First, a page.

Don’t let your drive steer you down a dead end.
Enthusiasm is a necessary piece of the personality puzzle for a startup founder. You took the leap and started your business because you believe in it. Whether you’re solving a major tech problem, disrupting a stagnant industry or providing a service that will make life more enjoyable, you’ve reached your current level of success because you’re confident in your concept or product. It’s not cockiness or ego but a natural extension of hard work and faith that your ideas are valuable.
There’s no need to sell yourself on what you’re doing because you’re already all in. But that’s not necessarily true of the VCs and other investors who will help your startup get where it needs to go. Startup tunnel vision is one of the few negative consequences of the courage and self-assurance of the entrepreneurial spirit. If you remain too focused on your confident belief in what you’re doing, it can be difficult to shift gears and put yourself in the shoes of a skeptical investor. It’s easy to believe that everyone will share your enthusiasm for such a brilliant concept, but that kind of confidence can actually hold you back.
There are so many different ways that startup founders can get in their own way and undermine their success. We’ve all seen dramatic examples of this in news stories about bad-boy behavior, but I’ve seen it happen in much subtler ways. The boldness that drives founders to dare greatly can cause a disconnect that makes it difficult to get the support you need on your journey to the top. If you can’t widen your focus to include the viewpoint of people who aren’t yet convinced, you’re getting in your own way.
That perspective, the viewpoint of a skeptic, can be an uncomfortable place for a founder to go, but I’ve found that it’s an important part of the fundraising process. Investors want to see that you can offer them value, but if you’re stuck in the confidence-induced tunnel vision viewpoint, you’re likely to miss some key points that skilled VCs, angel investors and even loved ones will zero in on immediately. You understand the value in what you’re doing, but are you prepared to prove that value to someone else?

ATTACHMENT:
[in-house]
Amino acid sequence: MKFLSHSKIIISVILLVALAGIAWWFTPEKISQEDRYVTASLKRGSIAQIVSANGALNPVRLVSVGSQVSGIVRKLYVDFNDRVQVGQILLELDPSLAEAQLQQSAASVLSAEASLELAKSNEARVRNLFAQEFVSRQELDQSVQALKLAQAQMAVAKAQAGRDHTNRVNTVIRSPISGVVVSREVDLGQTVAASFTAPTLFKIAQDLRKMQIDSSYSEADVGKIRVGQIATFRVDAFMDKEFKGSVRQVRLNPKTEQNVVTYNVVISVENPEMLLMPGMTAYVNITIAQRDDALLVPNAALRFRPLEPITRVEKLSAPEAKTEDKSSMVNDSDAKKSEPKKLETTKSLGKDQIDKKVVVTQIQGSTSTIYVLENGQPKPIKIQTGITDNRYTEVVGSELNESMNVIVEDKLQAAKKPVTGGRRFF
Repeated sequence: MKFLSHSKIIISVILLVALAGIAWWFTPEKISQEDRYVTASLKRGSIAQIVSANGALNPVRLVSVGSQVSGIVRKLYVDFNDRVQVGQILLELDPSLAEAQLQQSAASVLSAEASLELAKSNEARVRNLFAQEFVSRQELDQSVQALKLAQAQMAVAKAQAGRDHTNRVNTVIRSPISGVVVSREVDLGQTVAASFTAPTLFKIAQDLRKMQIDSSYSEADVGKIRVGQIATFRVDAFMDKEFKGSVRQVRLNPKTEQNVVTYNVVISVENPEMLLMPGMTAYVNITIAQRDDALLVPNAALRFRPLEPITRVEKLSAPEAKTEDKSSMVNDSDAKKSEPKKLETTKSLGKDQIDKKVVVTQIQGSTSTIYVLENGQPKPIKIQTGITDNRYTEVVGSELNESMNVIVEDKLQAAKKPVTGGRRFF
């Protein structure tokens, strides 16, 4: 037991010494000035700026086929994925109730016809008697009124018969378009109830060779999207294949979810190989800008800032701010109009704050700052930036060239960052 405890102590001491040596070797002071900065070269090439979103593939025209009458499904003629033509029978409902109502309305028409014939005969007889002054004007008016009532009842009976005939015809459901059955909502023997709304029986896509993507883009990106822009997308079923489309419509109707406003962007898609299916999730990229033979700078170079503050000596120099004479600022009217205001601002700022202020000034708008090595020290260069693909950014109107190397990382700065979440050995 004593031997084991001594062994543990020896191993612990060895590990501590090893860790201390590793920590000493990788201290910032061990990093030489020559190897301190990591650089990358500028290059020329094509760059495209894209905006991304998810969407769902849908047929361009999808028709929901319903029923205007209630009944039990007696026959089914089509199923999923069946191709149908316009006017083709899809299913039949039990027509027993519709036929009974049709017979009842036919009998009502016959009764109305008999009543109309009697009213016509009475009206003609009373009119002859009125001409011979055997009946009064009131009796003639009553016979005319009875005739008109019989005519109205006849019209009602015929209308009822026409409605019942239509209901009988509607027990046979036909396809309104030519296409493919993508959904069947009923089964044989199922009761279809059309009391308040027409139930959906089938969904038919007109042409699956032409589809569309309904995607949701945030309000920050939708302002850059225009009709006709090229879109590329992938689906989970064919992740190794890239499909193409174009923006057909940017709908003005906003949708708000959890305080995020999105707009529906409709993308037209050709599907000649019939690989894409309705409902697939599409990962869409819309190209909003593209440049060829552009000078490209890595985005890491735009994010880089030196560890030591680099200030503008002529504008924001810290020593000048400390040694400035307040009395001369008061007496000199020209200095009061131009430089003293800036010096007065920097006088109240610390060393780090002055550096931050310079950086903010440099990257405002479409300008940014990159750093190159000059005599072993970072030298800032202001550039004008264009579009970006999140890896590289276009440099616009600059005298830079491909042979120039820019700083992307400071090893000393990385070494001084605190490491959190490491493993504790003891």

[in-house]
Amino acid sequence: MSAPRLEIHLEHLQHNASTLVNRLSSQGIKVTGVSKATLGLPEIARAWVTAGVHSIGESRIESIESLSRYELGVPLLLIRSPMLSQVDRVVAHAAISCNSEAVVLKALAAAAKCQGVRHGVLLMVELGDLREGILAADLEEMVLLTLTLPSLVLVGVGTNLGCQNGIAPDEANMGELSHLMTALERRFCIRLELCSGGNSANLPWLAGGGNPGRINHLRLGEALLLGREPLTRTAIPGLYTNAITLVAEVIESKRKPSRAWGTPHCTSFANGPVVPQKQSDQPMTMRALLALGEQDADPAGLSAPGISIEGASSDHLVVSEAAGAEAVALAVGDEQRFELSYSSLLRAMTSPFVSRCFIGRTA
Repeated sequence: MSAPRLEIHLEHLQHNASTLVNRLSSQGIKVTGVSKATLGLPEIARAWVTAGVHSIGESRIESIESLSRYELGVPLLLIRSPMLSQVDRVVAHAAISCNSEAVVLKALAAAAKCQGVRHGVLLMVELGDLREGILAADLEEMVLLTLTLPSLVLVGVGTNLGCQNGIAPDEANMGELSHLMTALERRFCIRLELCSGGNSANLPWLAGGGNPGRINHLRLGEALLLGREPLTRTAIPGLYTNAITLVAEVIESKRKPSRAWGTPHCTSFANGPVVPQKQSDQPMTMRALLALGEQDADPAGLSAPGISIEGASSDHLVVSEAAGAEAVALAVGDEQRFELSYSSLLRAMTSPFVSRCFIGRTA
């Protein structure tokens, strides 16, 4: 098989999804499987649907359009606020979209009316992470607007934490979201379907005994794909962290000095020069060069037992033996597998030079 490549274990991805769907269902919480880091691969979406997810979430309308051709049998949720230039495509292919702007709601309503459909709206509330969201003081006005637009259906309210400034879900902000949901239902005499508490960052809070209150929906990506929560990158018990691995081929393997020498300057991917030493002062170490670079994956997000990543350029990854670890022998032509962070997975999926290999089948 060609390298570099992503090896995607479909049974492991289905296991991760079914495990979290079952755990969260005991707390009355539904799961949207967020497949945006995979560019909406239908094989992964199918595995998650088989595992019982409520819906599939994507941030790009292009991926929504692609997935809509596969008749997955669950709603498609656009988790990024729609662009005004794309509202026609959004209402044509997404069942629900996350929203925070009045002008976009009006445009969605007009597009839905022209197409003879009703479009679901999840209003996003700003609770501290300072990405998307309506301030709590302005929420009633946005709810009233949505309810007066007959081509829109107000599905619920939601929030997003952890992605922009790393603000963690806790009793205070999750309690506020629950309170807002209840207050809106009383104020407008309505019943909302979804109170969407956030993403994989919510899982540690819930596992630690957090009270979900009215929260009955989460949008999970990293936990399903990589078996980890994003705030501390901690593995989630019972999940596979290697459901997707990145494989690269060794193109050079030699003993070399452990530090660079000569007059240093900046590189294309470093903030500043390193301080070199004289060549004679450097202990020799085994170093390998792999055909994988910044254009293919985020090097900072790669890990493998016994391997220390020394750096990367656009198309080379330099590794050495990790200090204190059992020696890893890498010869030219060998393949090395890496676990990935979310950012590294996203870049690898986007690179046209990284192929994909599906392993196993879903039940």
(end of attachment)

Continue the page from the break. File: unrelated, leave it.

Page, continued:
How to Leverage Your Confidence for Successful Fundraising
Confidence can indeed be your best asset with investors, but you’ve got to use it right. Once you’ve taken your tunnel-vision blinders off and widened your focus to include an outside perspective, you’re ready to approach the fundraising process with some finesse. These steps are crucial in converting raw faith into a useful strategy.
- Do your research: A cocky founder would sit and wait for investors to swarm like bees to honey, but a smart founder knows better. You’ve got to be informed and make smart choices about who you approach, and that means doing a ton of research to find compatible parties. As you look into potential investors, your confidence will be an asset that grants courage to approach some major players.
- Find a pain point: If you think you’re the next big thing, you can use that confidence to hit an investor where it hurts. Research the individuals and groups you’re approaching during funding rounds and find out if they’ve missed out on any big opportunities in the past. Drawing a direct connection between your efforts and someone else’s success allows you to use your confidence to your advantage.
- Present an opportunity: Selling your startup as a sure thing can make some investors balk. If you’re already all set, what do you need them for? Most VCs want to find a good team to partner with, and some even actively seek out startups looking for guidance or mentorship of some sort. Overconfidence can be a big turn off in these cases. Plus, it can actually end up robbing you of the opportunity to form a valuable partnership with experts who can help steer you in the right direction.
- Build a relationship: Assumptions brought on by tunnel vision can cause founders to come on too strong in initial meetings with potential investors. Instead of charging in headfirst, use your self-assurance as a foundation for making a personal connection. The person you’re meeting may have something you want, but you also have something they want in the form of a great investment opportunity. Take the blinders off and remember that investors need a reason to trust you, and at this stage in the game, a single-minded focus on your own value can send the wrong message.
Ultimately, confidence is a good thing in the startup game. If even you don’t believe in your startup’s mission, you aren’t going to get anywhere. But it’s a mistake to let your confidence get in the way of your ability to advocate for your ideas and sell your startup to investors. Entering sales mode early and staying there will put you in a much better position for future success. Don’t let startup tunnel vision prevent you from acting as the fierce advocate your ideas deserve.